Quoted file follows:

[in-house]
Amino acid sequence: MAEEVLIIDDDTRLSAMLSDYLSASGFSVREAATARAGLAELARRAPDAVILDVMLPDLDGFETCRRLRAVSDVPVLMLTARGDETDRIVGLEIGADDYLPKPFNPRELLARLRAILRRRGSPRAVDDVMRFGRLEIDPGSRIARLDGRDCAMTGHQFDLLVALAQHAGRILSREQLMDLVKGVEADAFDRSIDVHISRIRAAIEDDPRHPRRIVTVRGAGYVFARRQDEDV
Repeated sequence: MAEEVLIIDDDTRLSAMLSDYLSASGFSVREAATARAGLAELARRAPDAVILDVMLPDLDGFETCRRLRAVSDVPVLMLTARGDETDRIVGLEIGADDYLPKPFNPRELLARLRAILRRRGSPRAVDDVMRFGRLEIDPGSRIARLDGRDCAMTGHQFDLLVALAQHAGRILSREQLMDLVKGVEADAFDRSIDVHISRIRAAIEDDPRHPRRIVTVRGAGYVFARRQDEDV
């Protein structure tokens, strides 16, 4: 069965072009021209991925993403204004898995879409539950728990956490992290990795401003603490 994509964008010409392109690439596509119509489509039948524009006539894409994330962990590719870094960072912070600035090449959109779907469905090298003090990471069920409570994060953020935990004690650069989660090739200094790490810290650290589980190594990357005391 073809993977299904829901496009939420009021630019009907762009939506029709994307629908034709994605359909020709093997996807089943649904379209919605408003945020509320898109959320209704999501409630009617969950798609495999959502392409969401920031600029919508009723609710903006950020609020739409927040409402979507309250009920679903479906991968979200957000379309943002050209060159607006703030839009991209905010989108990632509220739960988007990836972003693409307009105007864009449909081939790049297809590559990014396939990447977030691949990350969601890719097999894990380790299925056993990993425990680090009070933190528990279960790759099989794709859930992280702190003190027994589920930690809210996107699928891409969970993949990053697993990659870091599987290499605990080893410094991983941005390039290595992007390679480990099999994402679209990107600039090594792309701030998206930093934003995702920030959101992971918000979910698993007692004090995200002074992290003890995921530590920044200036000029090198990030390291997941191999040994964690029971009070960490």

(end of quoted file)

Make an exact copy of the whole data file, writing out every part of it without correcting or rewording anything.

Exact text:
[in-house]
Amino acid sequence: MAEEVLIIDDDTRLSAMLSDYLSASGFSVREAATARAGLAELARRAPDAVILDVMLPDLDGFETCRRLRAVSDVPVLMLTARGDETDRIVGLEIGADDYLPKPFNPRELLARLRAILRRRGSPRAVDDVMRFGRLEIDPGSRIARLDGRDCAMTGHQFDLLVALAQHAGRILSREQLMDLVKGVEADAFDRSIDVHISRIRAAIEDDPRHPRRIVTVRGAGYVFARRQDEDV
Repeated sequence: MAEEVLIIDDDTRLSAMLSDYLSASGFSVREAATARAGLAELARRAPDAVILDVMLPDLDGFETCRRLRAVSDVPVLMLTARGDETDRIVGLEIGADDYLPKPFNPRELLARLRAILRRRGSPRAVDDVMRFGRLEIDPGSRIARLDGRDCAMTGHQFDLLVALAQHAGRILSREQLMDLVKGVEADAFDRSIDVHISRIRAAIEDDPRHPRRIVTVRGAGYVFARRQDEDV
């Protein structure tokens, strides 16, 4: 069965072009021209991925993403204004898995879409539950728990956490992290990795401003603490 994509964008010409392109690439596509119509489509039948524009006539894409994330962990590719870094960072912070600035090449959109779907469905090298003090990471069920409570994060953020935990004690650069989660090739200094790490810290650290589980190594990357005391 073809993977299904829901496009939420009021630019009907762009939506029709994307629908034709994605359909020709093997996807089943649904379209919605408003945020509320898109959320209704999501409630009617969950798609495999959502392409969401920031600029919508009723609710903006950020609020739409927040409402979507309250009920679903479906991968979200957000379309943002050209060159607006703030839009991209905010989108990632509220739960988007990836972003693409307009105007864009449909081939790049297809590559990014396939990447977030691949990350969601890719097999894990380790299925056993990993425990680090009070933190528990279960790759099989794709859930992280702190003190027994589920930690809210996107699928891409969970993949990053697993990659870091599987290499605990080893410094991983941005390039290595992007390679480990099999994402679209990107600039090594792309701030998206930093934003995702920030959101992971918000979910698993007692004090995200002074992290003890995921530590920044200036000029090198990030390291997941191999040994964690029971009070960490």